In just a few days the world will collectively celebrate the coming of a brand new year. New Year's resolutions and planned gatherings, reflections on the year past and thoughts on the one to come will take center stage. As I think to the turning of another page on my calendar, I am struck by the reality that our time here is so very limited. As opposed to common young adult thought, we will not live forever on this planet. We all have a time appointed.
If you think about it, death is very humbling. It turns us "self-assured," "self-productive," "self-sustaining" beings into a pile of ash. It reduces us back into the nothingness from whence we came. The thought of it rankles. We were never meant to experience it, were never meant to be touched by its sting. But here we are, surrounded, influenced, and affected by it. So why talk about death when so close to the happiness and joy of a New Year? Because, as God alone so beautifully does, He has created another purpose for this thing sin intended solely for destruction.
Through Christ, death, the destroyer, has been turned into that which unshackles us from the chains of sin which seek to bind us in their grip. It is turned into a vehicle of freedom. Through it, we will be raised unto new life to be lived for an eternal "New Year" before the throne of God where sin will no longer reign! By it we are freed to forever escape the bonds of sin and live in completed perfection before Christ for all eternity.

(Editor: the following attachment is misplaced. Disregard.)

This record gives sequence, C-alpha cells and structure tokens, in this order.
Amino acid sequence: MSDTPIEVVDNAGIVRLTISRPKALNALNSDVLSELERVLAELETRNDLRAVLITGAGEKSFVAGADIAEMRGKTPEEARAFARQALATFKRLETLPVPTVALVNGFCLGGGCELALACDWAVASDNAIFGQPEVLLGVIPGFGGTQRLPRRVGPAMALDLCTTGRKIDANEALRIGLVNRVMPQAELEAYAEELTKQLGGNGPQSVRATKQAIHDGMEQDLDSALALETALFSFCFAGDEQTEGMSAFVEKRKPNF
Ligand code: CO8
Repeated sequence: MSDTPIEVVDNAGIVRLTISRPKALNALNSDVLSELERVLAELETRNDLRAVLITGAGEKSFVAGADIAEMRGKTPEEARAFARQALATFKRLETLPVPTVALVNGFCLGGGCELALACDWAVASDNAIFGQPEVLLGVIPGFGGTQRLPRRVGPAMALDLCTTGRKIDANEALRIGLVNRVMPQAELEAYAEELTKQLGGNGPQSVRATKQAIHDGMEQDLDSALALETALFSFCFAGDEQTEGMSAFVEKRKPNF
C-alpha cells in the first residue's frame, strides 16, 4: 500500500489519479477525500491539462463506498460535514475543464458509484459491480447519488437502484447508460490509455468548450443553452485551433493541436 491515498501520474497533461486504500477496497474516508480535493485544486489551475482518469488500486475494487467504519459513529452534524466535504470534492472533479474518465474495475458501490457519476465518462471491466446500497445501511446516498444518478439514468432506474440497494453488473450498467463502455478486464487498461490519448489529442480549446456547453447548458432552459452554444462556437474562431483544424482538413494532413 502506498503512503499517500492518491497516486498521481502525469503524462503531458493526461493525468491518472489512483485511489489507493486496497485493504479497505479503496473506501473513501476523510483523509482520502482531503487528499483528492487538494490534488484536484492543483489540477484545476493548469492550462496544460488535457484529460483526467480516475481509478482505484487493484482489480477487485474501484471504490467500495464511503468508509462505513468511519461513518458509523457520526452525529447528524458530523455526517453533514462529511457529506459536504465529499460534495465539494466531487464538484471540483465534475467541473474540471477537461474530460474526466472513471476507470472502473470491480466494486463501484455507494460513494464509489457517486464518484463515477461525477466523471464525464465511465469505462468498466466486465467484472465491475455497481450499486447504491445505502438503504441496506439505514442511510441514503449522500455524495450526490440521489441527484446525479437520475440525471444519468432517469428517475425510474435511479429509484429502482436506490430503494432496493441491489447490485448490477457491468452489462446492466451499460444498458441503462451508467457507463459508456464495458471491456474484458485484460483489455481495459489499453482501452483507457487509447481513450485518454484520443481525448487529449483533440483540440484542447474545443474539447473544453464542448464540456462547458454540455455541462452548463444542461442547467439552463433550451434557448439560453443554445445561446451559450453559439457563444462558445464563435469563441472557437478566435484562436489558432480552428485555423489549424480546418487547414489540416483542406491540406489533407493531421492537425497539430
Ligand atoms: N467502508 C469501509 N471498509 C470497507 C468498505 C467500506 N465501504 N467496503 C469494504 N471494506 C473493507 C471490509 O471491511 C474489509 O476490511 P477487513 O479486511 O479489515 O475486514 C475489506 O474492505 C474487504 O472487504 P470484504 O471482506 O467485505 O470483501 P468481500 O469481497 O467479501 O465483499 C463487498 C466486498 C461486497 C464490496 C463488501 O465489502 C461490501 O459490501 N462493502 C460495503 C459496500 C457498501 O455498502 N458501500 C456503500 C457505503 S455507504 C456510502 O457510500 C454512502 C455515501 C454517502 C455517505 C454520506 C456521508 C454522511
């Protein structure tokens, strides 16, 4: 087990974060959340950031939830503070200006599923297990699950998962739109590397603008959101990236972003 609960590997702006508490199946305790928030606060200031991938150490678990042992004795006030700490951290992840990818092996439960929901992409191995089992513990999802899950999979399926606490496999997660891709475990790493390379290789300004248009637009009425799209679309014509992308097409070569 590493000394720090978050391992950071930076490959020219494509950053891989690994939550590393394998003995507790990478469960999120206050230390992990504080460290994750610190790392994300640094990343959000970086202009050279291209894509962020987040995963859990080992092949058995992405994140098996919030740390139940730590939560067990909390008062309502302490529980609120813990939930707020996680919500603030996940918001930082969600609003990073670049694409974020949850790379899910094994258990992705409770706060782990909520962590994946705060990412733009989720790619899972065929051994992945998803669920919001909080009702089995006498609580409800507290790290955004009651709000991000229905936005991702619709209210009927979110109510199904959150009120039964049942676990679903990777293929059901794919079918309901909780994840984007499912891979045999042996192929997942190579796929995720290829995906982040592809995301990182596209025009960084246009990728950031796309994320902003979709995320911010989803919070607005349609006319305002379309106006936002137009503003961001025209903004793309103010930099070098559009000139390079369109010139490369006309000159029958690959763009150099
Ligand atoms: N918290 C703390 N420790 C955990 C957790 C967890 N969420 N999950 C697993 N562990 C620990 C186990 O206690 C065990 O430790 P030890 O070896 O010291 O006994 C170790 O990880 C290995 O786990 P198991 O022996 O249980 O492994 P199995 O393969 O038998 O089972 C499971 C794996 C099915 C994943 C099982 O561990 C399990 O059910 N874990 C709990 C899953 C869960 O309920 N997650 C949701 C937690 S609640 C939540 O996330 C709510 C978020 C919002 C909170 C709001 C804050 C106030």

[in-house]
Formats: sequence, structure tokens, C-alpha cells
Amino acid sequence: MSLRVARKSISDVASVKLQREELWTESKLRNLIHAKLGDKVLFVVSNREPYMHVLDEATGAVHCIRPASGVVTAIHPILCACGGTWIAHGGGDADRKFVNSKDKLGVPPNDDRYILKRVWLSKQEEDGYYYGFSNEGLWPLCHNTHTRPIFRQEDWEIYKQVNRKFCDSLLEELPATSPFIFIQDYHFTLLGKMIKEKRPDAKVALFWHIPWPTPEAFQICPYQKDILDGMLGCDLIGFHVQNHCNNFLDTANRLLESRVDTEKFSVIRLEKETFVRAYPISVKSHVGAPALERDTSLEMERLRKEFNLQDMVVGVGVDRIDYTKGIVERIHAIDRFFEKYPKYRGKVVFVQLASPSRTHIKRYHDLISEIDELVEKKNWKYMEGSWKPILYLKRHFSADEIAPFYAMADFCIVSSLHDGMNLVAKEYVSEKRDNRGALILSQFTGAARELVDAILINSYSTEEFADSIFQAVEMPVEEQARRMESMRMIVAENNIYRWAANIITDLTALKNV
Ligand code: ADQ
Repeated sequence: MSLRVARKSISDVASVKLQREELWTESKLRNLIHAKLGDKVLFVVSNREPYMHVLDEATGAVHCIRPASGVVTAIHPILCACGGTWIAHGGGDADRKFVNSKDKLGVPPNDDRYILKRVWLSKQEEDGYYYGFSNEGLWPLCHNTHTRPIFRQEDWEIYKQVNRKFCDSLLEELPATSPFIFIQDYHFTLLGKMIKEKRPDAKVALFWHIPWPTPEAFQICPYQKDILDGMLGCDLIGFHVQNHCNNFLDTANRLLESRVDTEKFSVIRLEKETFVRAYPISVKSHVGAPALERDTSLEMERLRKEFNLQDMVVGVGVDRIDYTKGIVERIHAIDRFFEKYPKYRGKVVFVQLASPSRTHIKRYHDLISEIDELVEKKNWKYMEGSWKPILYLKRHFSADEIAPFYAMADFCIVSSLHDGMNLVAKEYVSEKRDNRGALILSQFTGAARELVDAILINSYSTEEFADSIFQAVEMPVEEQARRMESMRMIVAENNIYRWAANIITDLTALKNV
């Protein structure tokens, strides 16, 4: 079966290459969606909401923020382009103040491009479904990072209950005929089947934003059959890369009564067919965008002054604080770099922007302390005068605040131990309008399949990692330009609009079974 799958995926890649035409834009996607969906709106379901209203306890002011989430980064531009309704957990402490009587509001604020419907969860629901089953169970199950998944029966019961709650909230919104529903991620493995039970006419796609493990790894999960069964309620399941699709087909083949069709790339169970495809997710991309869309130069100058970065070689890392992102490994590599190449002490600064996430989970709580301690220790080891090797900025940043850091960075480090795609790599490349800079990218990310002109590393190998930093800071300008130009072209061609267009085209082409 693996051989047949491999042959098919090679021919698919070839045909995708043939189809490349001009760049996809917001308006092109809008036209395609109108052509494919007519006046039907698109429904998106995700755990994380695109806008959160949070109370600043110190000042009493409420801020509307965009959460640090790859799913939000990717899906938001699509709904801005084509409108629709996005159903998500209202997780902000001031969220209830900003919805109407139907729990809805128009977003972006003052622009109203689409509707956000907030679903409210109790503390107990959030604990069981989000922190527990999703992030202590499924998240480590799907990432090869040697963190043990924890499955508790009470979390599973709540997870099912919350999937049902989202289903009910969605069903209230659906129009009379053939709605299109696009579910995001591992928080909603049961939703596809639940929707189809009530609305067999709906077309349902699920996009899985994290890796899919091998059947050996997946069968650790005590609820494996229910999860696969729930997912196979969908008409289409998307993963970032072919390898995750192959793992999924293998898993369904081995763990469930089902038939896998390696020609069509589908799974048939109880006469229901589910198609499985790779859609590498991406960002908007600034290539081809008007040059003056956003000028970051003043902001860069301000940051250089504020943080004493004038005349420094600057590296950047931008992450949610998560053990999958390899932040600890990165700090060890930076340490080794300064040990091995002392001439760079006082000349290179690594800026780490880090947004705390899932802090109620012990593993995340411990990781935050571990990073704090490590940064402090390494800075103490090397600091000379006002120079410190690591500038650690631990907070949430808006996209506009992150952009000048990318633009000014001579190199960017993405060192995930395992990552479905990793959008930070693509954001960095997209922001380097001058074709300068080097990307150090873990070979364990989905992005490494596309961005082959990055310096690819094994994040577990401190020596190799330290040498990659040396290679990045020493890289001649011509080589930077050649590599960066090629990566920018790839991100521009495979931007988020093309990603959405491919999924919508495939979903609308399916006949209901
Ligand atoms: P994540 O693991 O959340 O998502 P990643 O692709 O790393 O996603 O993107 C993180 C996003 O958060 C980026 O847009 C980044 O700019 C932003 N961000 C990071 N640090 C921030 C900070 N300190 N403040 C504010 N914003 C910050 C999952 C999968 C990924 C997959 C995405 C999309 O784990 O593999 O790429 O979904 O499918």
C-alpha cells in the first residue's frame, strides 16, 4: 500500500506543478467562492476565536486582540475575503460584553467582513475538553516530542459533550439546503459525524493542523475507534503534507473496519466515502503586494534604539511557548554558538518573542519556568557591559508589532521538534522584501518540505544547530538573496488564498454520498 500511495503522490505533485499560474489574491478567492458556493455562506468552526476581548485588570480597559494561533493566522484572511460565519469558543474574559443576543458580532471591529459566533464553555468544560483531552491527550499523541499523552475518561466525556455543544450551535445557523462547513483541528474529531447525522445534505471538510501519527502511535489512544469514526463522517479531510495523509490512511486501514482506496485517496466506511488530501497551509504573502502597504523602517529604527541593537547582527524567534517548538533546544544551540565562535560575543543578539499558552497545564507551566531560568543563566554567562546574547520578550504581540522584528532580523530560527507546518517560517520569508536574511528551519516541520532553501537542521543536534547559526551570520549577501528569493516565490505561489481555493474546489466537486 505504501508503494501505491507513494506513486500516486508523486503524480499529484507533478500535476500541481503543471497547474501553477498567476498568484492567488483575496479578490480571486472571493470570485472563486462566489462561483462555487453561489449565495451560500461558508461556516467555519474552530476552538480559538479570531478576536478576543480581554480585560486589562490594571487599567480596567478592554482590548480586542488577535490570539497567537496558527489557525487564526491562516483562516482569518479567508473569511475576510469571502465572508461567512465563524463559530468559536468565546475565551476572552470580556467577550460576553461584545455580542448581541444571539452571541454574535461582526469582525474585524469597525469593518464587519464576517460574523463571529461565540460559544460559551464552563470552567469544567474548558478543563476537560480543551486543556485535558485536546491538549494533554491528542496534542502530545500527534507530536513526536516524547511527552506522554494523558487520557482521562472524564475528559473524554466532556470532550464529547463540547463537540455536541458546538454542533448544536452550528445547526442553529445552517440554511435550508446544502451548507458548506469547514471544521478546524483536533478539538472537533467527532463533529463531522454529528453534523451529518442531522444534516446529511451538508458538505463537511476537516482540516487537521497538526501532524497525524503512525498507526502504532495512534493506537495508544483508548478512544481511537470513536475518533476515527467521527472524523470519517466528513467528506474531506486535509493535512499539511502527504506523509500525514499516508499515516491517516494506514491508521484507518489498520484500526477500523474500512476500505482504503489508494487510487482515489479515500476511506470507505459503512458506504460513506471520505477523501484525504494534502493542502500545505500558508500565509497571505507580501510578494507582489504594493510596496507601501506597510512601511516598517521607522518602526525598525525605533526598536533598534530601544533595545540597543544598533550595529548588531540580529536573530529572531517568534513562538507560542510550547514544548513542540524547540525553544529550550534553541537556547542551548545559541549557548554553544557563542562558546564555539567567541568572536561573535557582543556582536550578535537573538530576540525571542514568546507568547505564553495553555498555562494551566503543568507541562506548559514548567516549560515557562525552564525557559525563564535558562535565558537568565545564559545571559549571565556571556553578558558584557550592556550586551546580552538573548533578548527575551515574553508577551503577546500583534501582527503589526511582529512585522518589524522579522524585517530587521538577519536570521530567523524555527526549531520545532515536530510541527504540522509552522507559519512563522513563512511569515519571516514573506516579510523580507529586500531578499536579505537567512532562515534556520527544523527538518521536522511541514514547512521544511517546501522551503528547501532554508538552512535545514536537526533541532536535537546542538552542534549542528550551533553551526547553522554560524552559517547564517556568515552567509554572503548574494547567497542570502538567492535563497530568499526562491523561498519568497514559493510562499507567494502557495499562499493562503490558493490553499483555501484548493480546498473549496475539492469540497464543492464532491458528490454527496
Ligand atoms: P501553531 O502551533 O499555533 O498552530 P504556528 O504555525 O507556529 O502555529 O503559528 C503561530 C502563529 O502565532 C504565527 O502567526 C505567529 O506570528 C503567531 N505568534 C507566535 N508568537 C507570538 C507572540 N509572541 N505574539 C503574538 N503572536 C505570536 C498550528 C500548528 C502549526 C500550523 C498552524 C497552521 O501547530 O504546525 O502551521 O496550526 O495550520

Phenomenal how He does that, isn't it? How He takes something so utterly miserable and transforms it into something good? Without God's sustaining grace, our hearts would cease to pump, our lungs would fail to draw breath. By His decree we take each step as we go about the day He has given. Not one iota of "our" existence has anything to do with "us." It's all about Him - and death is used to keep us mindful of that fact.
Death is allowed that our focus might remain on He who destroyed its staying power. It inhabits our mortal frames that we might not "trust in ourselves, but in God which raiseth the dead..." (2 Corinthians 1:9). Death, sin's ultimate last stab at the work of Christ, ought catapult our minds and hearts in the direction of the One who took death upon Himself and crushed into powder its claim over us. Our thoughts should focus on the One who delivered us from an eternity without Him. It is from that dreadful state, so great a death, He has saved us!
As we think about the New Year, let us be resolved to keep our focus on the One without whom there would be no new day, new tomorrow, new plans, new hopes, new dreams, "New Year," or new life!